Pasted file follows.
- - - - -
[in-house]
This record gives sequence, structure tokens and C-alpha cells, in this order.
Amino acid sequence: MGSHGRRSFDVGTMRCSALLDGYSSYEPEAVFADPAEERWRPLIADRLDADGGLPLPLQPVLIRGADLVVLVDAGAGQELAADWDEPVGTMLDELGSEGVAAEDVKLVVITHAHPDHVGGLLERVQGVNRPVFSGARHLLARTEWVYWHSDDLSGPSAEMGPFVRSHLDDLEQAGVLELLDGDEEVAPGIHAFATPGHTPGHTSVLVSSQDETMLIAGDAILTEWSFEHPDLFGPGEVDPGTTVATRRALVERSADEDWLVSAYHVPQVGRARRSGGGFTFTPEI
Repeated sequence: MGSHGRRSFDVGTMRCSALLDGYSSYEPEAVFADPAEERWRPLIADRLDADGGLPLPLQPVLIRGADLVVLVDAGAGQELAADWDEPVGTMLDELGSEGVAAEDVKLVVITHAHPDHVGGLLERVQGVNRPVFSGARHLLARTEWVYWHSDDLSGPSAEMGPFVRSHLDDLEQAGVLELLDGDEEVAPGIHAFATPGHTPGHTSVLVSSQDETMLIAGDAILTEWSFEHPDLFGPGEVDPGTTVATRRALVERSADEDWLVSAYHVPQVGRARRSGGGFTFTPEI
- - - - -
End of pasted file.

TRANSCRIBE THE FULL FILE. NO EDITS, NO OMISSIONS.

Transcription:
[in-house]
This record gives sequence, structure tokens and C-alpha cells, in this order.
Amino acid sequence: MGSHGRRSFDVGTMRCSALLDGYSSYEPEAVFADPAEERWRPLIADRLDADGGLPLPLQPVLIRGADLVVLVDAGAGQELAADWDEPVGTMLDELGSEGVAAEDVKLVVITHAHPDHVGGLLERVQGVNRPVFSGARHLLARTEWVYWHSDDLSGPSAEMGPFVRSHLDDLEQAGVLELLDGDEEVAPGIHAFATPGHTPGHTSVLVSSQDETMLIAGDAILTEWSFEHPDLFGPGEVDPGTTVATRRALVERSADEDWLVSAYHVPQVGRARRSGGGFTFTPEI
Repeated sequence: MGSHGRRSFDVGTMRCSALLDGYSSYEPEAVFADPAEERWRPLIADRLDADGGLPLPLQPVLIRGADLVVLVDAGAGQELAADWDEPVGTMLDELGSEGVAAEDVKLVVITHAHPDHVGGLLERVQGVNRPVFSGARHLLARTEWVYWHSDDLSGPSAEMGPFVRSHLDDLEQAGVLELLDGDEEVAPGIHAFATPGHTPGHTSVLVSSQDETMLIAGDAILTEWSFEHPDLFGPGEVDPGTTVATRRALVERSADEDWLVSAYHVPQVGRARRSGGGFTFTPEI